Québec – Court of Appeal rules that test for impartiality of judges applies equally to arbitrator – #006

The Québec Court of Appeal in Canadian Royalties inc. v. Mines de nickel Nearctic inc., 2017 QCCA 1287 held that the test for deciding an arbitrator’s impartiality is the same test as for judges.  The Court of Appeal overturned a Superior Court decision which granted a motion to retract an earlier court decision which homologated a final arbitral award.  

The timeline of the arbitration and resulting court proceedings is worth outlining.  The award in issue stemmed from one of six different separate arbitrations initiated between the parties.  The arbitrator, Mtre. Jean-Louis Baudouin, was named January 13, 2011 by an arbitral award rendered by two arbitrators and served as sole arbitrator.  Mtre. Baudouin is a former Québec Court of Appeal judge, former law professor and the author of several leading texts on Québec Civil Law.  He issued his final arbitral award August 27, 2014.  After receipt of the award, the parties negotiated a transaction by which, in exchange for certain terms, respondents would consent to the homologation of the award. Upon motion to the court on consent of respondents, the Superior Court homologated the award by December 19, 2014 decision. 

On September 8, 2015, respondents sought the retraction of the December 2014 decision.  They claimed that one of their representatives discovered on August 24, 2015 after examining several documents that the arbitrator was allegedly in conflict of interest during the entire arbitration and thus allegedly lacked the required independence and impartiality.  The basis of the application for retraction was precise.  They claimed to have learned, after the issuance of the final award, that the national law firm to which the arbitrator belonged had, on the date he was first named, acted for the underwriters in a call for tenders for the claimant in 2008.   

Claimant opposed the application.  It argued that the law firm’s involvement for the underwriters was  publicly disclosed, the documents disclosing same had been filed in the arbitration, the arbitration protocol contained a waiver of conflict of interest and the arbitrator was not in a conflict. 

The original motions judge reviewed the evidence before him and concluded that the evidence, allegedly learned by respondents after the issuance of the arbitral award, would likely have lead to a different decision on the homologation decision.  The judge ruled that, to maintain the homologation in those circumstances would bring the administration of justice into disrepute.  The judge created some procedural uncertainty by both ‘suspending’ the initial homologation decision and ‘retracting’ it.  Claimant and respondents disputed the effect of that suspension/retraction and claimant turned to the Court of Appeal for resolution.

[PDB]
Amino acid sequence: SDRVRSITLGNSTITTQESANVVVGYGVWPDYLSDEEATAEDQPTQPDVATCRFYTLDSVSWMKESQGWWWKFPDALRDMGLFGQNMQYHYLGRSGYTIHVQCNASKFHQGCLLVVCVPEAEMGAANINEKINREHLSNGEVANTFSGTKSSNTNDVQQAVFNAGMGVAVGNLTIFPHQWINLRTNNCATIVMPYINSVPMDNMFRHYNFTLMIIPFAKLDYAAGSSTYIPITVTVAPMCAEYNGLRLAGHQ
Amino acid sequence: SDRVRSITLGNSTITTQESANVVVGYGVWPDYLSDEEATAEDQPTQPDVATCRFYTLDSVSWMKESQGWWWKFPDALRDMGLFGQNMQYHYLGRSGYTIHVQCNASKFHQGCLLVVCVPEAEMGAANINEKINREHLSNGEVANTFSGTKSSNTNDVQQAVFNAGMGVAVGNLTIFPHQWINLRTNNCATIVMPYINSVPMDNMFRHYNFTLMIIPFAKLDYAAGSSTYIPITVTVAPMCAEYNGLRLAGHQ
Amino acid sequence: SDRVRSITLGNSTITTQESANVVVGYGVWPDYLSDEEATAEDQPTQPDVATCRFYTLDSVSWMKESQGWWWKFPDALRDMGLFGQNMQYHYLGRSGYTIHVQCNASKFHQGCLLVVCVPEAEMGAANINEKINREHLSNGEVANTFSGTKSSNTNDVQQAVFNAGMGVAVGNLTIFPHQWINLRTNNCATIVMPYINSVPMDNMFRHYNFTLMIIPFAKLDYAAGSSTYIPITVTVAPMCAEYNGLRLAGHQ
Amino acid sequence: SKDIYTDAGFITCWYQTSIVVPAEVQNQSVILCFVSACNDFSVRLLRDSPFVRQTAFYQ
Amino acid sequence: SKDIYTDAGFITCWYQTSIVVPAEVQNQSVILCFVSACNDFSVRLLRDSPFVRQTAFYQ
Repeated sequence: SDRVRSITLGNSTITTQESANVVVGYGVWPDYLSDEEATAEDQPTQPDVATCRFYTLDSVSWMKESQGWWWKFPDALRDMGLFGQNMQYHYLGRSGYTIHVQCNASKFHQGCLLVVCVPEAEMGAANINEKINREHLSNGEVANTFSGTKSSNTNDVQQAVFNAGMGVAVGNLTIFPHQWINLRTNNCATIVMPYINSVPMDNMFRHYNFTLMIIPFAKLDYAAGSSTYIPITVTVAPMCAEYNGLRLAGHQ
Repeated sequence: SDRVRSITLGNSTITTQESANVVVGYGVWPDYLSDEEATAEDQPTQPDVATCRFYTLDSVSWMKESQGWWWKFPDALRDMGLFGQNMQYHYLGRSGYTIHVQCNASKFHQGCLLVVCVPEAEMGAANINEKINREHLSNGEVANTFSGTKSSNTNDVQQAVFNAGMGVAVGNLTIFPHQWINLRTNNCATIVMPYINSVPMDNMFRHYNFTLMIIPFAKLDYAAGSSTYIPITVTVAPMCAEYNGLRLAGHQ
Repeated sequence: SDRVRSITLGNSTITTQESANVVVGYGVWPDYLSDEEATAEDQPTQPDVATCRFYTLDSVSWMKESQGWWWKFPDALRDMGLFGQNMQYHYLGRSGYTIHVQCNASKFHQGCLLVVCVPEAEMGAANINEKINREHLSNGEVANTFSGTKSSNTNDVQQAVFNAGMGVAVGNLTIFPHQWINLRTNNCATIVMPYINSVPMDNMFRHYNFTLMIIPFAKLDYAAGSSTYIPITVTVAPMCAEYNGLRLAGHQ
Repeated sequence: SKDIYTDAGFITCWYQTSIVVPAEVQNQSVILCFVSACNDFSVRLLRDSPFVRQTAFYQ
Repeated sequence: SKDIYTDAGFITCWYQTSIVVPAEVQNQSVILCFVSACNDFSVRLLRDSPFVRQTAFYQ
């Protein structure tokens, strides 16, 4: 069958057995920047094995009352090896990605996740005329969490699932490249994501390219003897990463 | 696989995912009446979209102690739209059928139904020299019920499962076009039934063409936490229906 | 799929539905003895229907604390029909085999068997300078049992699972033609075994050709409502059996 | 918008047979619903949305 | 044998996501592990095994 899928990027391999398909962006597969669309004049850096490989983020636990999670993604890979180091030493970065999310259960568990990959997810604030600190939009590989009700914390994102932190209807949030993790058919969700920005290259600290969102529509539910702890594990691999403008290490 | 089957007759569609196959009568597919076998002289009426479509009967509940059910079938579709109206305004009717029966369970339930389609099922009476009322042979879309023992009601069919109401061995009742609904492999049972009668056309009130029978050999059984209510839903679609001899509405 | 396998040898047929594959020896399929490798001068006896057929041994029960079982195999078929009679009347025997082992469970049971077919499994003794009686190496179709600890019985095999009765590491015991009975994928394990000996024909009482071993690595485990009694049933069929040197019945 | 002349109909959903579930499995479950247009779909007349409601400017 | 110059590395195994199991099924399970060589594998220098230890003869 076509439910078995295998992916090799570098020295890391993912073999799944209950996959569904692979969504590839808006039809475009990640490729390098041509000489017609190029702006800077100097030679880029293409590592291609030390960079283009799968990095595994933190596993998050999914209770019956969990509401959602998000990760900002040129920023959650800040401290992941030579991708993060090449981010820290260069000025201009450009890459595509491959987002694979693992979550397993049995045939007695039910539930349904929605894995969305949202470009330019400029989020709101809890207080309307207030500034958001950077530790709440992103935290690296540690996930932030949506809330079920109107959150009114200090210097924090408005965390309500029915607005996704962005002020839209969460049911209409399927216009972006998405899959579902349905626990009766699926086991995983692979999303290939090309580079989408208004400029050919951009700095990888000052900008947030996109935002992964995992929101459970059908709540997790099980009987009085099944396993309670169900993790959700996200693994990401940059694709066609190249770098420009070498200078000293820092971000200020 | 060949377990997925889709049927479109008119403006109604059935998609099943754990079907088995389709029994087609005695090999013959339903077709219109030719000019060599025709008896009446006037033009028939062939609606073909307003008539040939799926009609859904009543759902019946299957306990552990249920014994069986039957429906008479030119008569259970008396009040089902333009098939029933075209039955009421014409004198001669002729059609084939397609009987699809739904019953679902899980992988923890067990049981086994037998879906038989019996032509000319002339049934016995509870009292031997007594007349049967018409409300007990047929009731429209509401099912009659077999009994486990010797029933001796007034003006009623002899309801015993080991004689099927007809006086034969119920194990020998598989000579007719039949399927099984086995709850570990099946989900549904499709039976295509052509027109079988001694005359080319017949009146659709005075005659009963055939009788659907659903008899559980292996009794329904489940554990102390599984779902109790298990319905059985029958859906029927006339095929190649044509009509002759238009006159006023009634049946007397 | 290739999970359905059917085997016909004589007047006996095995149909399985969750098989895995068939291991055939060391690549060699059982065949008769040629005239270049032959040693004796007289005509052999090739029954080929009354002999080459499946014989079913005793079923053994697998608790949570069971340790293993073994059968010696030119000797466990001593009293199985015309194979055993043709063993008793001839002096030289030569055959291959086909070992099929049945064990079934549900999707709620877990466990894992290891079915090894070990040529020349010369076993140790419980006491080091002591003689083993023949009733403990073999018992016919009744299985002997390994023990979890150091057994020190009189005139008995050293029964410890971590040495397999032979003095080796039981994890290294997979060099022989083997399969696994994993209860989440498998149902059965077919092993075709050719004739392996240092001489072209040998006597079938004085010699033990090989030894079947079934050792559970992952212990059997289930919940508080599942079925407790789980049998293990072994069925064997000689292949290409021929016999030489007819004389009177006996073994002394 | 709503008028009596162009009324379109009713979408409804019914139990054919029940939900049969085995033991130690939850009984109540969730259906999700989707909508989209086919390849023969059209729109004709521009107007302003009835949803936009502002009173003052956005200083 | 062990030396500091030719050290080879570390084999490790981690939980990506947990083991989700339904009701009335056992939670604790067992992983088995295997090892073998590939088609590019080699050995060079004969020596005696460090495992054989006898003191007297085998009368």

The Court of Appeal discussed at some length the procedural concerns raised by the retraction decision and provided helpful comments on the efficacy of decision making and discretion in decision making.  That said, for the purposes of the present, it is sufficient to note that leave to appeal was granted and a panel of three judges heard the appeal. 

As a matter of fact, at both the retraction hearing and in appeal, it was clearly determined that the arbitrator had no personal knowledge of his law firm’s involvement for the underwriter.  The Court of Appeal held that the judge hearing the retraction motion did not have to examine the facts from the respondents’ point of view in order to decide if they would have accepted the arbitrator’s appointment had they known of the law firm’s prior retainer for the underwriters.   

The Court of Appeal held that the test to apply is an objective appreciation of the situation. 

The parties’ arbitration protocol was subject to the Code of Civil Procedure, CQLR c C-25.01 and, by implication, article 626. 

Article 626 An arbitrator may be recused if there is serious reason to question their impartiality or if the arbitrator does not have the qualifications agreed by the parties. 

An arbitrator is required to declare to the parties any fact that could cast doubt on the arbitrator’s impartiality and justify a recusation.

The parties’ protocol also included their own tailored text for matters of the arbitrator’s revocation and recusal. 

4.         Revocation and Recusation of Arbitrator 

(a)    The Arbitrator may only be challenged if circumstances exist that give justifiable doubts as to the Arbitrator’s impartiality or independence. The Parties are not currently aware of any circumstances that give rise to justifiable doubts as to the Arbitrator’s impartiality or independence; 

(b)    The Arbitrator declares that he will be independent of the parties and shall act impartially. The Arbitrator is not aware of any circumstances that may give rise to a reasonable apprehension of bias. The parties have waived any and all objections to the arbitration arising out of his direct or indirect relationship with the parties are persons associated or related to the parties (.)